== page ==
When bitcoin first appeared a little over eight years ago, early adopters saw the potential to disrupt the big banks of the world.
It’s all there in the very first line of the abstract to the paper that introduced the cryptographically powered currency. “A purely peer-to-peer version of electronic cash would allow online payments to be sent directly from one party to another without going through a financial institution,” wrote bitcoin’s mysterious creator, Satoshi Nakamoto.
The new form of digital money attracted attention from fans of Occupy Wall Street and contrarian businesspeople alike, including Overstock CEO Patrick Byrne, who is perhaps known as much for his battles with Wall Street brokers as for his online retail success; in 2007, Overstock sued Morgan Stanley and Goldman Sachs over alleged stock market manipulation that Byrne claimed caused his company’s shares to drop.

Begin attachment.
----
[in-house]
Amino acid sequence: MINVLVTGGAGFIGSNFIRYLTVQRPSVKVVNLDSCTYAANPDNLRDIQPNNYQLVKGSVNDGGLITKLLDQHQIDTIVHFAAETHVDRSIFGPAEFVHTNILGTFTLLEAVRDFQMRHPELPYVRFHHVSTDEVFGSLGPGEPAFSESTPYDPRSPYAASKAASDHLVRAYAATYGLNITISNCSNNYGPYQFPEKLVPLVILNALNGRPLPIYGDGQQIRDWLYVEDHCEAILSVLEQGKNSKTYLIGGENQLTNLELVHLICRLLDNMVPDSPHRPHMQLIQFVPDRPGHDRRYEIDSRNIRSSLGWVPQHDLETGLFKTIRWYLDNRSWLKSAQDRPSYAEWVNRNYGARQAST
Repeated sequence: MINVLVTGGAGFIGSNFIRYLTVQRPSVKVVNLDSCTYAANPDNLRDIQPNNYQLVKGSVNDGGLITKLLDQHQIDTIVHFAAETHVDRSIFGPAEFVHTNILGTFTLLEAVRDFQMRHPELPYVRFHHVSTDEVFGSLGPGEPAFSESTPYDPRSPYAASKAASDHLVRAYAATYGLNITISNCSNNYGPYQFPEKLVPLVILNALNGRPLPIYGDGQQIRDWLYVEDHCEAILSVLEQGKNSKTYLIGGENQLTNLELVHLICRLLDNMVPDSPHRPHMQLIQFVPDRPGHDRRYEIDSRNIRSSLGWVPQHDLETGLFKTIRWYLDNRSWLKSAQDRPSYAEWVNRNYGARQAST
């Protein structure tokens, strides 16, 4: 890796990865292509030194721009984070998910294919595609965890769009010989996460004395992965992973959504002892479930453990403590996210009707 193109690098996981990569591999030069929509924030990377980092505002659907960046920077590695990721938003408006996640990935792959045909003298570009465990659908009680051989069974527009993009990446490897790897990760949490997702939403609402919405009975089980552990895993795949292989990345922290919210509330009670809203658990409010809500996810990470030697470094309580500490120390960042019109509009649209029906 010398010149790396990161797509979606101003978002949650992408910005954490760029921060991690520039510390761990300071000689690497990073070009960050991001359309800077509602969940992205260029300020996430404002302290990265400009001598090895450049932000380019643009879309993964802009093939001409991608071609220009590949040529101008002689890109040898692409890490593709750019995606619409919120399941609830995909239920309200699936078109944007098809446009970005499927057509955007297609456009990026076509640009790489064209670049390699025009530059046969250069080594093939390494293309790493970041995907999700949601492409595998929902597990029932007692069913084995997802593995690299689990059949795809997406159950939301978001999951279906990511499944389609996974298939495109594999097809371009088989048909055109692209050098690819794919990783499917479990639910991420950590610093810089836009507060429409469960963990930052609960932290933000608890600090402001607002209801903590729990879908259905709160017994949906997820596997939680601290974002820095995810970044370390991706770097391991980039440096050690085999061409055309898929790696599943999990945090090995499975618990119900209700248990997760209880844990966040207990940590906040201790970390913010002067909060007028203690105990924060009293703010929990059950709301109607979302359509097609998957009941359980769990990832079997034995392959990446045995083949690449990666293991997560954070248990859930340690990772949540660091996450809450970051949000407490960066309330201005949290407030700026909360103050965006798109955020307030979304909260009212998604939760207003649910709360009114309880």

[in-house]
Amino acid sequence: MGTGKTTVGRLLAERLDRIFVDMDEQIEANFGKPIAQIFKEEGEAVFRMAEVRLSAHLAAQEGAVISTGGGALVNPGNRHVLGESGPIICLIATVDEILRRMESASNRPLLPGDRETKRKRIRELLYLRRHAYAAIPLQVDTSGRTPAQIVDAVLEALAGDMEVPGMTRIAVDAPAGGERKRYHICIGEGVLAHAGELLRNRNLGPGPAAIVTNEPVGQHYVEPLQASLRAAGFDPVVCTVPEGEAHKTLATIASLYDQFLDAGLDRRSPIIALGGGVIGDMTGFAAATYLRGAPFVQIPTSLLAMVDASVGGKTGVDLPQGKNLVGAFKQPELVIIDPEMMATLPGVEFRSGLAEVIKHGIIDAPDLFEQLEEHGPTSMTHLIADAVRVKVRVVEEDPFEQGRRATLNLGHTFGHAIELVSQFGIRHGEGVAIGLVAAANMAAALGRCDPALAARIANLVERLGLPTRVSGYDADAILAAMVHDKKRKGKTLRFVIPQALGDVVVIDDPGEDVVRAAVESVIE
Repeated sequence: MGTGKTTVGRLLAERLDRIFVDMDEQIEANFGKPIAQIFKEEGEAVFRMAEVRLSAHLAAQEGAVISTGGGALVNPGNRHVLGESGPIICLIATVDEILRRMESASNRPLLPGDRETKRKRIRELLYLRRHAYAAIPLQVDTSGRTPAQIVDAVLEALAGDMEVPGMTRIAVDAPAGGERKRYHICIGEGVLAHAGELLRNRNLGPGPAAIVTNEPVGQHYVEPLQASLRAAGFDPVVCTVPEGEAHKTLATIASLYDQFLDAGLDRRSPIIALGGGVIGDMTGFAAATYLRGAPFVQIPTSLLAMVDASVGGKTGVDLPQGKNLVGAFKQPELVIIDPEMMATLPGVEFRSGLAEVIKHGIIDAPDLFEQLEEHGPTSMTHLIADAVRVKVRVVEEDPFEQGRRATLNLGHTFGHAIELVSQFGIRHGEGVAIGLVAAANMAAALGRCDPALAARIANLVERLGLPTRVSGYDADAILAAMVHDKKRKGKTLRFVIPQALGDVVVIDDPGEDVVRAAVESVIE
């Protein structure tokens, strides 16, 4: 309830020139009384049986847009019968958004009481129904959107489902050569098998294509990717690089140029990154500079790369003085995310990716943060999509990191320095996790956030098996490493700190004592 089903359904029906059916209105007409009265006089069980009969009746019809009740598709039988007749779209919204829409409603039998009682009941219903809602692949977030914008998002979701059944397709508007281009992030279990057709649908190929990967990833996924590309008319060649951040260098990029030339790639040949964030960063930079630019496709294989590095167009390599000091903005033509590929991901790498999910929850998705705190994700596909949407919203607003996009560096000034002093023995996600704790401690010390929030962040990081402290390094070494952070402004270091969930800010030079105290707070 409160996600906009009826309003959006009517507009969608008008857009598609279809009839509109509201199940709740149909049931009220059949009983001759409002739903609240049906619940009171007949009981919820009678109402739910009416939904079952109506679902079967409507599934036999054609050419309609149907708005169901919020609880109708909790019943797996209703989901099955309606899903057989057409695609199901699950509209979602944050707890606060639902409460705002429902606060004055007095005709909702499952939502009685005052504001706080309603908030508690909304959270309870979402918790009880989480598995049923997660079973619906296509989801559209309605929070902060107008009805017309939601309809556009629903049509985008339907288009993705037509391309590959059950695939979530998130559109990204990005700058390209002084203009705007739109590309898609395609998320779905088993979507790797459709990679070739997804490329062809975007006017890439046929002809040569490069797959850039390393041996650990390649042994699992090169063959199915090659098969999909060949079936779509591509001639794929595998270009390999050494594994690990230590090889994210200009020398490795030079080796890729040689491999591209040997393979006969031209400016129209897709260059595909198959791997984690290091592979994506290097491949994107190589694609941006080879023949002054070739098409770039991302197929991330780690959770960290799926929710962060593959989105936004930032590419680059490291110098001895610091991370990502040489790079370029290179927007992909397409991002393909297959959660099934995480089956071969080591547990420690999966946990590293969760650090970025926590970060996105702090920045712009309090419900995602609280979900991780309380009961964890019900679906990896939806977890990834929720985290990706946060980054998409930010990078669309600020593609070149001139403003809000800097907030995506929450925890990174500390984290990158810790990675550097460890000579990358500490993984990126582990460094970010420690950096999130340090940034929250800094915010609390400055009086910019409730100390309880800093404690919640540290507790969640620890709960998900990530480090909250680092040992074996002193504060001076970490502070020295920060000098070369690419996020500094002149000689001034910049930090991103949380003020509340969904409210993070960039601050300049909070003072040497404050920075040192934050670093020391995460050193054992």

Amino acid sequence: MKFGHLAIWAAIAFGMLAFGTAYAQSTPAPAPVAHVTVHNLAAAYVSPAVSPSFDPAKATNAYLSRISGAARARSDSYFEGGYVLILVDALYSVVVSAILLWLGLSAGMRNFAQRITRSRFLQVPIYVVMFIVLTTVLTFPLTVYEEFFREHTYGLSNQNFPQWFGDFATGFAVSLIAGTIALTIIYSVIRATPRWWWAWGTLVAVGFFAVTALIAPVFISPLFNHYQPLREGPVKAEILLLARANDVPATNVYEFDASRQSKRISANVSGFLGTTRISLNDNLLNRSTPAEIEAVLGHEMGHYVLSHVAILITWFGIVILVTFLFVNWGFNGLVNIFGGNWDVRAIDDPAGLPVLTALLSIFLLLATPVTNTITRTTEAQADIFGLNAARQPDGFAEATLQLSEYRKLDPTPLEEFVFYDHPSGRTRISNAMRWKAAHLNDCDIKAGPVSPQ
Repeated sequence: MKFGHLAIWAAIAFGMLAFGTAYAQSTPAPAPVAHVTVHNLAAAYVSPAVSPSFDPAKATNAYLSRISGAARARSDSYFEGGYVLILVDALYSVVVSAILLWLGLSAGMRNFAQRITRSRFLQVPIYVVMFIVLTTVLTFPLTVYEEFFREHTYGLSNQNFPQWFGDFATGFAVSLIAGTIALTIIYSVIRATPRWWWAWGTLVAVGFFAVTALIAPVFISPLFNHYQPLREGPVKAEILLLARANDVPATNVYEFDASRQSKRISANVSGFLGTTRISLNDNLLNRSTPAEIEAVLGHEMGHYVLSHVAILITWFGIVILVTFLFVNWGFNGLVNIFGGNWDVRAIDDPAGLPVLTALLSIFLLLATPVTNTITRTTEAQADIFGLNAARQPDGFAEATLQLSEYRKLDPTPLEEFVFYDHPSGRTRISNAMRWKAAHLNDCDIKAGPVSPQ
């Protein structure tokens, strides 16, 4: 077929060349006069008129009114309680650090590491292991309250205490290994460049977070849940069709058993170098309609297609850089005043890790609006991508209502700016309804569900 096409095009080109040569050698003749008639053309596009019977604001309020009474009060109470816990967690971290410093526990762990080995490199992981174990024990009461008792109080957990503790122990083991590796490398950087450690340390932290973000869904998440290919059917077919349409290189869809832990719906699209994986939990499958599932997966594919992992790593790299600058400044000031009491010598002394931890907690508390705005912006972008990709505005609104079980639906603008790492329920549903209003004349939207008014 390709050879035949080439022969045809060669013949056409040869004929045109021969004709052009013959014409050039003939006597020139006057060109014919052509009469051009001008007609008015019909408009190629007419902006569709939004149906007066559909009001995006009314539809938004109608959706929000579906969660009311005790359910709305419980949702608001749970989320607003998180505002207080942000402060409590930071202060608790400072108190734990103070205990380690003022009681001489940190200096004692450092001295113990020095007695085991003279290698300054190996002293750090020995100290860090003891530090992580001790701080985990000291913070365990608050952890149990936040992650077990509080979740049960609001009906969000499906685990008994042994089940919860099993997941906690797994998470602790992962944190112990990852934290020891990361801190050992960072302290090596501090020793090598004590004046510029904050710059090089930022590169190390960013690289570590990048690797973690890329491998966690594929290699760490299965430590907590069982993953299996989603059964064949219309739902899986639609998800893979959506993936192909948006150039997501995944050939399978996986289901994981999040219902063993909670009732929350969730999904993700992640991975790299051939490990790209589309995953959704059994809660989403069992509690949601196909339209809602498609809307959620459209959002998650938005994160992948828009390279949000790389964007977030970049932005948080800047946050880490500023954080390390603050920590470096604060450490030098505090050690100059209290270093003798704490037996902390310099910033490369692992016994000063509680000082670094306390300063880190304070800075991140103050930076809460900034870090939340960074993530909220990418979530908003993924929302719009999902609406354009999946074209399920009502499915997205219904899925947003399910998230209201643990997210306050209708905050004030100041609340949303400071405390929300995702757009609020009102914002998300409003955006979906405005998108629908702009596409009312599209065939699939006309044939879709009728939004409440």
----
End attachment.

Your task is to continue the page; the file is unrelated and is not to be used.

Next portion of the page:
But while big banks have generally avoided dealing in bitcoin and other cryptocurrencies, many have become quite taken with the underlying technology behind these alternative monetary systems: the digitally shared ledgers known as blockchains. In fact, within the past year or so, a Who’s Who list of the world’s largest banks—from